Hayley Yoslov's done it.
Just weeks after she launched a petition, calling on the organizers of the Sea Otter Classic to amend their race start times, the organizers of the Fuego XC mountain bike race reached out to Cycling Weekly to inform us that changes will be made at the 2023 event.
Yoslov is a high school senior and off-road racer. When asked to complete a social justice project at school, Yoslov decided to look into the social and clinical gender gap in sports, and found that she didn’t have to look very far.
In April, she raced the Fuego 40 mountain bike race at North America's biggest cycling festival, the Sea Otter Classic in Monterey, California.
Part industry show, part racing festival, the four-day event hosts thousands of athletes as they compete in some 300 pro and amateur events.
Racing in her age category, Yoslov was quickly catching the men's category in front of her and spent the majority of the race trying to pass slower riders from other categories instead of being able to race her own race.
"This is massively disruptive for female athletes' races because we are forced to deal with passing hundreds of men throughout the entire course, most of which is single track,” Yoslov commented.
“It ruins the racing experience, and shifts the challenge of the race from a physical challenge to simply navigating other racers. There is absolutely no reason why capable young women should be starting behind 70-year-old men.”
In talking to other women racers, Yoslov learned this experience was far from unique to her. Together with her teacher, she started crunching some numbers. Looking at the start and completion times, number of riders, etc, her data-processing came up with some powerful figures.
Looking purely at the Fuego 40 XC race at the 2022 Sea Otter Classic, the data showed that on average, a female racer aged 17 to 29 had to pass 78 men as she made her way through the course. The leaders in these races had to pass a staggering 218 riders that were not in their own field.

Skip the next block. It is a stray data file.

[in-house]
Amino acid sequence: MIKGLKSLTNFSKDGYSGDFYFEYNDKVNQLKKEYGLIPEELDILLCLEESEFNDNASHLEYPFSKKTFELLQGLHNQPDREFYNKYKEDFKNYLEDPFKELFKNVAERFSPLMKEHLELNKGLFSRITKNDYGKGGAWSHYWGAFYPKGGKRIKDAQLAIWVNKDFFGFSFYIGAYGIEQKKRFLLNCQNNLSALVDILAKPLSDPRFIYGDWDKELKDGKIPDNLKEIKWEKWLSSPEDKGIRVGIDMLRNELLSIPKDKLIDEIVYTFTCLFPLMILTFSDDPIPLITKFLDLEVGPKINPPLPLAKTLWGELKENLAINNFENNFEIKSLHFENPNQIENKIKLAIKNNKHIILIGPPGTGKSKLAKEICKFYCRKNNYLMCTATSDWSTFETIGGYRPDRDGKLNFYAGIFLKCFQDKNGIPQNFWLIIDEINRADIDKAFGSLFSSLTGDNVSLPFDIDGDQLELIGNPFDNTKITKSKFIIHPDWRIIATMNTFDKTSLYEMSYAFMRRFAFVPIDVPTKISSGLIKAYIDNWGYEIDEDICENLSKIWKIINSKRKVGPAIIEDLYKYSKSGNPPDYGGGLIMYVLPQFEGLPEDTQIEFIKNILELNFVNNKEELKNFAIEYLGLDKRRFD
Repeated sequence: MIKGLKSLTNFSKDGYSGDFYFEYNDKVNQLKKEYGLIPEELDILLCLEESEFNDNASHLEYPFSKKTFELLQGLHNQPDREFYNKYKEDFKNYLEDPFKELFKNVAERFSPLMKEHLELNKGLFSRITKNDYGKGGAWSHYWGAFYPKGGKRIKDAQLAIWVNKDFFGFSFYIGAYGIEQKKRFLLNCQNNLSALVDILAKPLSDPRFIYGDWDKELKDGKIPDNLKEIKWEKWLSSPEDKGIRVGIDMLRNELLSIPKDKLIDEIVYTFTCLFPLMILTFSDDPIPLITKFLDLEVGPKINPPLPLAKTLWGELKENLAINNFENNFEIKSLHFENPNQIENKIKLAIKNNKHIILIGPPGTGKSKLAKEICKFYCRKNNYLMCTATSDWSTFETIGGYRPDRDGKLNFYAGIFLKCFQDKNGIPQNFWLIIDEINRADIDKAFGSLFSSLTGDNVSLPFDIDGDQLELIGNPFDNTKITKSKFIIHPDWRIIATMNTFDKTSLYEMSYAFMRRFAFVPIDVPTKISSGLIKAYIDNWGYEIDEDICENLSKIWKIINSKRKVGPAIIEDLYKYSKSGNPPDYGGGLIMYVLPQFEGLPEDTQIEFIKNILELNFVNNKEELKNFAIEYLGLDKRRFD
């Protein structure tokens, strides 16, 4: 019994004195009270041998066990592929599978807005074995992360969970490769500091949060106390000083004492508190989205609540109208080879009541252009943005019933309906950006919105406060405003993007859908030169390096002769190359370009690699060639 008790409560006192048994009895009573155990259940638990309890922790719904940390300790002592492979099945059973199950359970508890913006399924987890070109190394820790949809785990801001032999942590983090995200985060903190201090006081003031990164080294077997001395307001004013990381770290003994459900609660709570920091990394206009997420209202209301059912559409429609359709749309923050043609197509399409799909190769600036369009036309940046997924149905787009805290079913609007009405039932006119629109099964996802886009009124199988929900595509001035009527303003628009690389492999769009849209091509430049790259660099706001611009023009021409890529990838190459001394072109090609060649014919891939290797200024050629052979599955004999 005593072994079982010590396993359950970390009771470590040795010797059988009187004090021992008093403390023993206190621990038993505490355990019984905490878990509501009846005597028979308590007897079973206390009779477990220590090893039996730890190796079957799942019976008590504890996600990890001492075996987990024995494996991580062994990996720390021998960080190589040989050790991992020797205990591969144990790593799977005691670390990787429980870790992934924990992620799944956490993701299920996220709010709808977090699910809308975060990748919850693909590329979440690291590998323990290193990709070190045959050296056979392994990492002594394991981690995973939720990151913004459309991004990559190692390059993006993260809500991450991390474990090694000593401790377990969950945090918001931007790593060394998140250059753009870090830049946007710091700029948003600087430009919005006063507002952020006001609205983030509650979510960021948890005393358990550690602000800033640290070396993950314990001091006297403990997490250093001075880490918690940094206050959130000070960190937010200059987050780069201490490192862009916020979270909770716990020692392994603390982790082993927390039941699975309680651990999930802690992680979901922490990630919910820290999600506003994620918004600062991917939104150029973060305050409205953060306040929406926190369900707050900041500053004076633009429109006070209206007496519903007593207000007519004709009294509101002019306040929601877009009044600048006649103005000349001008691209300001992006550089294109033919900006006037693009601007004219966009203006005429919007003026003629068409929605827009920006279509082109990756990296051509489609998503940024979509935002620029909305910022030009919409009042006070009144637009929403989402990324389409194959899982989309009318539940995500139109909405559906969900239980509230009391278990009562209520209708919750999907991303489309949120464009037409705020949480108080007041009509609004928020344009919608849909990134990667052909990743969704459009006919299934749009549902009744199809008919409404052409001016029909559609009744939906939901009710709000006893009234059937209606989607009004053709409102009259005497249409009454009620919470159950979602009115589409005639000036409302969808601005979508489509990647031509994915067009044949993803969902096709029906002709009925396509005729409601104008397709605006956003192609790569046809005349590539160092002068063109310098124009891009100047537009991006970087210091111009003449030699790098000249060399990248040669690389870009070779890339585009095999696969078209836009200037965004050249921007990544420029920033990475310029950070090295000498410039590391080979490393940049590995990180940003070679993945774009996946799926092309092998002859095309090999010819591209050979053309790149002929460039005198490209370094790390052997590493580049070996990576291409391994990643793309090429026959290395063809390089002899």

Those numbers do not include repeated passes, those who did not finish the race or passing competitors from within their own field.
Her data also revealed several simple solutions.
“If the two fields had been separated by one additional hour, a female racer would've passed, on average, only 14 male racers, which is a 82% decrease,” Yoslov told Cycling Weekly.
“We [also] found that if the men’s and women's category start times had been, the average male racer aged 15-29 would’ve passed, on average, 19 women throughout the course — a 75% decrease from what women faced— with the leaders passing up to approximately 43 women.”
With her petition — today 2,118 signatures strong— Yoslov called for the implementation of either of the following data-driven solutions:
- Sort riders by ability (i.e: Cat 1, 2, 3, etc.) in addition to gender and age
- Sort existing categories by the median course completion times per category from this year's event.
- Start men's and women's categories at much larger intervals
- Switch start times according to gender.
Yoslov took her findings and petition to the Sea Otter Classic race organizers, who initially pointed out their tight time and venue constraints.
Today, however, we were informed that Yoslov's work inspired the following changes at the 2023 Fuego Cross Country event:
- Elite Men and Elite Women will now start first, followed by all remaining Women's categories.
· Following a 95-minute gap, all remaining Men's categories will start.
While there will still be some overlap between racers from different disciplines, the race organizers anticipate this to occur only during the last five miles of the course, which takes place predominantly on a fire road climb with ample space for passing.
"It’s important to us that we listen to feedback from the community and pivot where it makes sense for the athlete experience," Kimo Seymour, President of Life Time, told Cycling Weekly.
"We are looking at potential changes to other events throughout the weekend as well, to ensure we are providing the best athlete experience possible."
Any other changes, if made, will be announced closer to the event date in April 2023.
"I think the changes are going to be a massive help and eliminate the inequality that women have faced. I really liked that they not only put women first, but also separated men and women by a large amount of time, so the leading male riders aren't held back on single track either," Yoslov responded upon receiving word.
"I also really appreciate their commitment to evaluating other races for change."
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